On January 1st, 2007, something momentous will occur within the book publishing world: the standard for ISBN numbers will change from ten digits to thirteen digits.

Why will this happen? The short and simple answer is that the current system, based on ten digits, is a finite one and will run out of possible number sequences fairly soon. According to the web site of Random House, one of the largest (if not the largest) publishers in the world, "The international ISBN agency expects to run out of some available 10-digit ranges as early as mid-2007."

As harrowing as all of this may sound, the simple fact of the matter is that many computer systems in the book world- especially the POS ("point-of-sale" or "cash register") computers used to ring through your book purchase at your local bookstore- already use a system which "reads" the ten digit ISBN as a thirteen digit one: the EAN Bookland barcode. The Bookland write-up is an excellent and informative source explaining this process in detail; to put it in a nutshell, EAN barcodes look almost the same as the ten digit ISBN, with the three additional digits "978" added at the front.

The astute reader may ask, what's the use? If all the ISBN people are doing, effectively, is adding "978"- to existing ten-digit ISBNs, why bother? The finite number of sequences will vanish in the same amount of time, with or without the "978"- addition. In fact, the "978" prefix is currently how barcode scanners, which are normally accustomed to 12 or 13 digit Universal Product Code barcodes, are programmed to recognize the information in a ten digit ISBN number. After the ISBN-13 transition in 2007, 978- is only the first initial sequence. When all available number blocks are taken up, 979- sequences will be issued. (Presumably, with 980- and 981-, etc. to follow, although such occurences are likely to be decades away as the 10-digit ISBN system has been in use for the last several decades.) This is akin to the telephone industry's issuing of 888 toll free numbers when all possible combinations in the 800 range were taken, followed by 877, then presumable 866, 855, etc.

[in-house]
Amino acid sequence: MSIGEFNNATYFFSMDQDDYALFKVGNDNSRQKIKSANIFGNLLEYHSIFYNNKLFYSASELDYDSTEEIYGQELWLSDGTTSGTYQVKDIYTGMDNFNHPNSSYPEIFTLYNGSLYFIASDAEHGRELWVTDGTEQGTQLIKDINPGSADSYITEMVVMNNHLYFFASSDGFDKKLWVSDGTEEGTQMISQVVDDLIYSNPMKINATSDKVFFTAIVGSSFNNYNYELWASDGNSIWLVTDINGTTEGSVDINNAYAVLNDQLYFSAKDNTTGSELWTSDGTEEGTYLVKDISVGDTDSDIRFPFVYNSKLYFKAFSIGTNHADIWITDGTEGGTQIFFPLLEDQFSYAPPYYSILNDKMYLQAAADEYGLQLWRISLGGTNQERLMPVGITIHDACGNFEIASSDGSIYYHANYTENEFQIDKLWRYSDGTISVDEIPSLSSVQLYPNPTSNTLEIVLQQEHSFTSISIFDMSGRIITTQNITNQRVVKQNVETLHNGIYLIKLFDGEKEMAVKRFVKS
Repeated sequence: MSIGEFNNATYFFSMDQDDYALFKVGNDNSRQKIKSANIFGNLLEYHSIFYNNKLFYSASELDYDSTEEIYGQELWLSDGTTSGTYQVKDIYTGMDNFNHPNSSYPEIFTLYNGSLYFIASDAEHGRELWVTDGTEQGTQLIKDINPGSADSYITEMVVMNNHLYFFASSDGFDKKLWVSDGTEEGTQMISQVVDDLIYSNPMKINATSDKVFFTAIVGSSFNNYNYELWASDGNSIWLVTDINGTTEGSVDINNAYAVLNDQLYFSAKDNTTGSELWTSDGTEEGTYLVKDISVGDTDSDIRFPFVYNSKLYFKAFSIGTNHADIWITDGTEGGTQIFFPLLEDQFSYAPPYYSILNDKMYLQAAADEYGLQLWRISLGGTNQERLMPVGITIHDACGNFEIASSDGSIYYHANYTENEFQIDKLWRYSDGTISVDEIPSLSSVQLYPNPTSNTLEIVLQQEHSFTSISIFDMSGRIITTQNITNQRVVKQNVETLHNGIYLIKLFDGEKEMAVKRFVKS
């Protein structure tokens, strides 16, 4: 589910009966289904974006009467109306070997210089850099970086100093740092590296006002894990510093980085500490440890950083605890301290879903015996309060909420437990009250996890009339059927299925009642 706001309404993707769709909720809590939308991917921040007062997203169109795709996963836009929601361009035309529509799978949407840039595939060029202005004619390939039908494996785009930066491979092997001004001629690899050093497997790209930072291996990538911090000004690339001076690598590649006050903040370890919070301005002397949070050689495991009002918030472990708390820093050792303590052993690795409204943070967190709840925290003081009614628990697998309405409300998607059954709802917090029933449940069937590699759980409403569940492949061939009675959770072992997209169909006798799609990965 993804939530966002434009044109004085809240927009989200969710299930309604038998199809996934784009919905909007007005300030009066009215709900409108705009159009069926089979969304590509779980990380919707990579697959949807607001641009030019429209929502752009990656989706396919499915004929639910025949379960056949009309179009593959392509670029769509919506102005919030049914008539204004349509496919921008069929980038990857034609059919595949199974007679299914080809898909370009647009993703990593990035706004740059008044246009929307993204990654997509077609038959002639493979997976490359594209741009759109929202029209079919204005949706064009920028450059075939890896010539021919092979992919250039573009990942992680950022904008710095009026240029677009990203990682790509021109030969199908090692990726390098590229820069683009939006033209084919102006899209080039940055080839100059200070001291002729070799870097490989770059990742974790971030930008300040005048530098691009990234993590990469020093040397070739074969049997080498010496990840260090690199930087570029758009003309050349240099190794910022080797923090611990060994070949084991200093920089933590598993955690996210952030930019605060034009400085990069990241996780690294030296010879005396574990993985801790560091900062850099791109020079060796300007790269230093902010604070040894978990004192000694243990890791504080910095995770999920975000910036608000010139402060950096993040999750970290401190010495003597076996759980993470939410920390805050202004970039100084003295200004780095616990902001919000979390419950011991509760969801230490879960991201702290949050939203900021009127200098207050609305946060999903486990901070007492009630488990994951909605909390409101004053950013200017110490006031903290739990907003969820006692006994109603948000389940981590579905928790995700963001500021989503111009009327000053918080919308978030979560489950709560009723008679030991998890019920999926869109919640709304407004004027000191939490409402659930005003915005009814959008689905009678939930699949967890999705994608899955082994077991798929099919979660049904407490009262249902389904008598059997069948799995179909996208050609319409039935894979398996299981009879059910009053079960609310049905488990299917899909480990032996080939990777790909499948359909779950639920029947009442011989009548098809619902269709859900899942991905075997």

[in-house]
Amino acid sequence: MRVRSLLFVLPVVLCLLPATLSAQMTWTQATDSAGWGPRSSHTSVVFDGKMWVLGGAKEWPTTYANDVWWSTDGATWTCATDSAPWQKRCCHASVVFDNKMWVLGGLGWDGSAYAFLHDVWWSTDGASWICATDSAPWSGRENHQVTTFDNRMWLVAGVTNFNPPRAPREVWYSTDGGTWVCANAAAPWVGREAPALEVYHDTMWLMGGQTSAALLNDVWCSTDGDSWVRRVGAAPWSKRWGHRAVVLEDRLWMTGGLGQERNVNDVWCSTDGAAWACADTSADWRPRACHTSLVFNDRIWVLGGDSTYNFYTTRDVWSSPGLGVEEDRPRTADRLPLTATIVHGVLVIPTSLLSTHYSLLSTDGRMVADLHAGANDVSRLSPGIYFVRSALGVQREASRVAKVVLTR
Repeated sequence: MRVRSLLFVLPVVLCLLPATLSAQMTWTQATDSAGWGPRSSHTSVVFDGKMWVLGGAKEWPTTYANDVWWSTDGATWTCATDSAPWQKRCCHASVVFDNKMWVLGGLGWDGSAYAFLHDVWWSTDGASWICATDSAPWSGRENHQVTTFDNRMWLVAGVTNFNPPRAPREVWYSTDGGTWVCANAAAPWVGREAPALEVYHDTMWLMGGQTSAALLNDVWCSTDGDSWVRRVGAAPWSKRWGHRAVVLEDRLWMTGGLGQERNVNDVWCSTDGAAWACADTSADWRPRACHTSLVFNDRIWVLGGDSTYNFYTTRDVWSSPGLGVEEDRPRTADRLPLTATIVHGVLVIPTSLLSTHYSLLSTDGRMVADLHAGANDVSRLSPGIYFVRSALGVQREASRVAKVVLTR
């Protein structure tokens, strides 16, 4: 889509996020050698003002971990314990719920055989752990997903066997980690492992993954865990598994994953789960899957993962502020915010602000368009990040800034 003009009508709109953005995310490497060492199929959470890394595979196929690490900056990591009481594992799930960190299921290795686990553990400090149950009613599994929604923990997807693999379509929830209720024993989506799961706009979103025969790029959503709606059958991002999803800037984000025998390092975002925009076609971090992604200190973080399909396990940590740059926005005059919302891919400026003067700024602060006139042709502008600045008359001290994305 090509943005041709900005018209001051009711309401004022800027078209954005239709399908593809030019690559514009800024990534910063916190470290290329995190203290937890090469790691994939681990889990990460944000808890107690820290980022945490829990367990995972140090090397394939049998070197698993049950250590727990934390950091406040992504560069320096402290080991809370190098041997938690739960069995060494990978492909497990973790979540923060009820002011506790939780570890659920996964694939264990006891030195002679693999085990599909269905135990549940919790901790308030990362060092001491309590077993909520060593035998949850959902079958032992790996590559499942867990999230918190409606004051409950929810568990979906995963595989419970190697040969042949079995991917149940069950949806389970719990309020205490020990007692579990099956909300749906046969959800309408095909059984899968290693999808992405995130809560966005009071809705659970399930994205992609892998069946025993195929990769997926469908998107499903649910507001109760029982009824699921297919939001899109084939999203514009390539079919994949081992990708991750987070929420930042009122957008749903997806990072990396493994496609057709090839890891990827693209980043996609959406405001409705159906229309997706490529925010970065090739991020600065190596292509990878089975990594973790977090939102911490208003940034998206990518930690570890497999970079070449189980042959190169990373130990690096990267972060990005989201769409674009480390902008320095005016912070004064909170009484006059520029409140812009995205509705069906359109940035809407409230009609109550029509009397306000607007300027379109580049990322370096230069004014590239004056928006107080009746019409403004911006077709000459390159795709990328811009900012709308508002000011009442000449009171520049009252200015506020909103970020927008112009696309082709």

One final interesting fact to note is that, when the 979- prefix switch is made, publishers will not necessarily get the same identifying blocks issued to them. (For example, in the current ten digit ISBN system, 0-385 is one of the identifying blocks owned by Random House. So, 0-385-XXXXX-X (where "X" represents any digit) identifies a book published by Random House. In the ISBN-13 transition, this will become 978-0-385-XXXXX-X. Once 979- blocks are issued, the sequence 979-0-385-XXXXX-X may not necessarily be given to Random House, but to another publisher entirely.

Information taken from the websites for Random House and Random House of Canada, http://www.randomhouse.com and http://www.randomhouse.ca, and for the Book Industry Study Group at http://www.bisg.org/isbn-13/.

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